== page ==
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United States Department of Agriculture

Agricultural Research Service

Title: Agricultural Aircraft for Site-Specific Agriculture

Author
item THOMSON, STEVEN

Submitted to: Agricultural Aviation
Publication Type: Trade Journal
Publication Acceptance Date: April 17, 2007
Publication Date: September 30, 2007
Citation: Thomson, S.J. 2007. Agricultural Aircraft for Site-Specific Agriculture. National Agricultural Aviation Association 34(5):28-29

Interpretive Summary: Precision agriculture is a method by which pesticide, fertilizer or other field inputs are applied only where they are needed. This saves on chemical and farm resources, and reduces environmental loading. Agricultural aircraft provide a convenient platform to aid in detecting areas in the field to treat (remote sensing), and applying these field inputs in a variable fashion (variable-rate flow control). Data from remote sensing can be used by itself or to provide data for variable-rate flow control. An exciting stand-alone remote sensing application uses thermal imagery to detect the onset of crop water stress. Global positioning systems (GPS) on aircraft are used to locate areas to apply field inputs, but they are also used to trigger remote sensing cameras. Thus, these systems have to be evaluated for positioning accuracy so that cameras can be triggered at the right time and field inputs are applied in a timely fashion. Automatic flow control devices are the heart of variable-rate application systems used on agricultural aircraft, and they are continually being evaluated for accuracy and response time when application flow is changed. Research is being conducted to assist the system manufacturer in improving an automatic variable-rate flow control system, and new variable rate nozzles will be required in the future to assure proper spray droplet size is delivered at all system pressures. These pressures and flowrates change as some parts of the field require different amounts of chemical. Keeping a constant droplet size range will assure that off-target spry drift is minimized.

Technical Abstract: Agricultural aircraft provide a convenient platform to aid in precision agriculture, in which pesticide, fertilizer or other field inputs are applied only where they are needed. This saves on chemical and farm resources, and reduces environmental loading. Remote sensing is used to spot areas of the field to treat, and variable-rate application systems on board the aircraft can vary the amount of field input to select sections of the field, according to need. Both remote sensing and variable rate application can be accomplished using agricultural aircraft. An exciting stand-alone remote sensing application uses thermal imagery to detect the onset of crop water stress. Researchers with the USDA ARS Application and Production Technology Research Unit (APTRU) in Stoneville Mississippi have installed thermal imaging cameras on agricultural aircraft to accomplish this. Global positioning systems (GPS) on aircraft are used to locate areas to apply field inputs, but they are also used to trigger remote sensing cameras. Thus, these systems have been evaluated for positioning accuracy so that cameras can be triggered at the right time and field inputs are applied in a timely fashion. Automatic flow control devices are the heart of variable-rate application systems used on agricultural aircraft, and they are continually being evaluated for accuracy and response time when application flowrates are changed. Research is being conducted to assist the system manufacturer in improving the automatic variable-rate flow control system. In order for variable rate aerial application systems to be practical, new spray nozzles that maintain a relatively constant spray droplet size regardless of system pressure are a must so that off-target spray drift is minimized and the spray application is effective for the crop and pest control.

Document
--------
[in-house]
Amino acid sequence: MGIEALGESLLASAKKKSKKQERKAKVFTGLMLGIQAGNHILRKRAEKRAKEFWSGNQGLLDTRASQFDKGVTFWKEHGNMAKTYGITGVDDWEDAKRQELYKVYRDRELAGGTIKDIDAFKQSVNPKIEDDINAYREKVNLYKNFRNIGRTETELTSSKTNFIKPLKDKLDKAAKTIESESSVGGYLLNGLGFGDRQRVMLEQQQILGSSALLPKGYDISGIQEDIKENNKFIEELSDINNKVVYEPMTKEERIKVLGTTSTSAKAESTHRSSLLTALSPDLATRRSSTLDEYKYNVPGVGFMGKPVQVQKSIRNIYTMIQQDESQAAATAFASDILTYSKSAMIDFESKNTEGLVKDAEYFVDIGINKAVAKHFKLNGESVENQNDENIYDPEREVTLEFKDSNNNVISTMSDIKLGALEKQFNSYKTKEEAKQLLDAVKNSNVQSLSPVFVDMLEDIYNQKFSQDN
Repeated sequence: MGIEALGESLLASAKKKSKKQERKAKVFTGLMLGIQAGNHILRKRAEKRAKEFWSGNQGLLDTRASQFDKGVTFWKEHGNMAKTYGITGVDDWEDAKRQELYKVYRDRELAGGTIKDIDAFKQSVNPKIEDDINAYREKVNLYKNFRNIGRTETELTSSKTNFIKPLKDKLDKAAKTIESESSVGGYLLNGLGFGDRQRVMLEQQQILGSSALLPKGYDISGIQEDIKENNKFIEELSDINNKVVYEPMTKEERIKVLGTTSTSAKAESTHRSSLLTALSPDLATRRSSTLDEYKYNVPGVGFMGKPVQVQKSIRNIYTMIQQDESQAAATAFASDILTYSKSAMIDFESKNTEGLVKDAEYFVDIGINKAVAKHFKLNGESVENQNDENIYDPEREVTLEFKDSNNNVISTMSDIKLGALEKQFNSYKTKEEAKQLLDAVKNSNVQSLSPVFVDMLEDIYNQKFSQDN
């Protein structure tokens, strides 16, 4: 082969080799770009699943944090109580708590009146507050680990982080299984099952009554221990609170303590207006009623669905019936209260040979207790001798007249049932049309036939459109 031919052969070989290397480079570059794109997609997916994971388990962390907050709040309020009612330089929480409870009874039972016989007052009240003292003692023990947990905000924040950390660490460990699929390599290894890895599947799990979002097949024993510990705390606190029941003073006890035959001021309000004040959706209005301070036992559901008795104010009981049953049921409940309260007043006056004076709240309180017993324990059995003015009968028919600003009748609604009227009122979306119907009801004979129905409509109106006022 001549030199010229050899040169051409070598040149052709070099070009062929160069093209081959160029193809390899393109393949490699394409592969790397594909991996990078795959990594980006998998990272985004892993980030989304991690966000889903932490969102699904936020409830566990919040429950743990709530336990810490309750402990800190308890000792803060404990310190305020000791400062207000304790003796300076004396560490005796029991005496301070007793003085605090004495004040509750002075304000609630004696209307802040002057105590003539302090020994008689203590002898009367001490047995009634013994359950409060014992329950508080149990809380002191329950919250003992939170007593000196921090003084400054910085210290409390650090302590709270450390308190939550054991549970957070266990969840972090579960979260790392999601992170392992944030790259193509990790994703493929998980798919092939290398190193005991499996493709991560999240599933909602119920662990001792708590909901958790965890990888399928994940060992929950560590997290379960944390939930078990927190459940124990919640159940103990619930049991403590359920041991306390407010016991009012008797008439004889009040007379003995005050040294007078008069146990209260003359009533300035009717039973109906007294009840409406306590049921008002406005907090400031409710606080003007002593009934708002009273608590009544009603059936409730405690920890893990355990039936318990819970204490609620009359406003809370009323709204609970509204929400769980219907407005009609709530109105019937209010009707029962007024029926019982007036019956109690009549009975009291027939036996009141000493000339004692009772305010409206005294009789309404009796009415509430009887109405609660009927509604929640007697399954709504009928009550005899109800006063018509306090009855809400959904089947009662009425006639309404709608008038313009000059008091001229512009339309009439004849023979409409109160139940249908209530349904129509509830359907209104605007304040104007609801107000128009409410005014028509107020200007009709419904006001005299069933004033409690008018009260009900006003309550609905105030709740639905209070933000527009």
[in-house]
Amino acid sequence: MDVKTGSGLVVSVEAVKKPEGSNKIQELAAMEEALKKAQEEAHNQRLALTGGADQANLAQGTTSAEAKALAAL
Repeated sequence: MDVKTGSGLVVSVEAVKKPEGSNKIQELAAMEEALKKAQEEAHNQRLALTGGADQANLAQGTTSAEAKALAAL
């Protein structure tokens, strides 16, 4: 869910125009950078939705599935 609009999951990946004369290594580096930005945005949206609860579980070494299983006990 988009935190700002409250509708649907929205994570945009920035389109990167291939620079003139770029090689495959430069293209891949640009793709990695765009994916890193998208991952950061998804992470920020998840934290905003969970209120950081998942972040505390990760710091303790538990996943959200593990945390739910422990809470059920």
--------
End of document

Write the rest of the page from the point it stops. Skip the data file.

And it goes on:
Last Modified: 9/29/2014
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